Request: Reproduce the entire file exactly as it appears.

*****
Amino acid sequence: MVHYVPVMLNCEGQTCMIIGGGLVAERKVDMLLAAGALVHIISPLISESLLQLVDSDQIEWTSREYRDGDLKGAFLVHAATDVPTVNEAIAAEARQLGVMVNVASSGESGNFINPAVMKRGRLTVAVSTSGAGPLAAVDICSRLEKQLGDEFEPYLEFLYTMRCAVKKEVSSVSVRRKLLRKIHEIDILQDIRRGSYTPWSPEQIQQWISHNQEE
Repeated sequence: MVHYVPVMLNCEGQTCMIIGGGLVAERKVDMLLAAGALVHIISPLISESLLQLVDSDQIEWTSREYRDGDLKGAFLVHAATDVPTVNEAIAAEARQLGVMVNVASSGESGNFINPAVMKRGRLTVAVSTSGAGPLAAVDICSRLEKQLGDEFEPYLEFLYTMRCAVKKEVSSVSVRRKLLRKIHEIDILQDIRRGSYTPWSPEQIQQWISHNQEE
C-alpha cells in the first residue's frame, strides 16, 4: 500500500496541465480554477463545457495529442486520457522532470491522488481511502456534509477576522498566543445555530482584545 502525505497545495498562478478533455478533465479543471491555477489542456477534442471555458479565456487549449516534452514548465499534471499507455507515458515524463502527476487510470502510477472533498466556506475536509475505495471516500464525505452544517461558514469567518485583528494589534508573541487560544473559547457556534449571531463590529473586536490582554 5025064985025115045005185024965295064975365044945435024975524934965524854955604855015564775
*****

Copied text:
Amino acid sequence: MVHYVPVMLNCEGQTCMIIGGGLVAERKVDMLLAAGALVHIISPLISESLLQLVDSDQIEWTSREYRDGDLKGAFLVHAATDVPTVNEAIAAEARQLGVMVNVASSGESGNFINPAVMKRGRLTVAVSTSGAGPLAAVDICSRLEKQLGDEFEPYLEFLYTMRCAVKKEVSSVSVRRKLLRKIHEIDILQDIRRGSYTPWSPEQIQQWISHNQEE
Repeated sequence: MVHYVPVMLNCEGQTCMIIGGGLVAERKVDMLLAAGALVHIISPLISESLLQLVDSDQIEWTSREYRDGDLKGAFLVHAATDVPTVNEAIAAEARQLGVMVNVASSGESGNFINPAVMKRGRLTVAVSTSGAGPLAAVDICSRLEKQLGDEFEPYLEFLYTMRCAVKKEVSSVSVRRKLLRKIHEIDILQDIRRGSYTPWSPEQIQQWISHNQEE
C-alpha cells in the first residue's frame, strides 16, 4: 500500500496541465480554477463545457495529442486520457522532470491522488481511502456534509477576522498566543445555530482584545 502525505497545495498562478478533455478533465479543471491555477489542456477534442471555458479565456487549449516534452514548465499534471499507455507515458515524463502527476487510470502510477472533498466556506475536509475505495471516500464525505452544517461558514469567518485583528494589534508573541487560544473559547457556534449571531463590529473586536490582554 5025064985025115045005185024965295064975365044945435024975524934965524854955604855015564775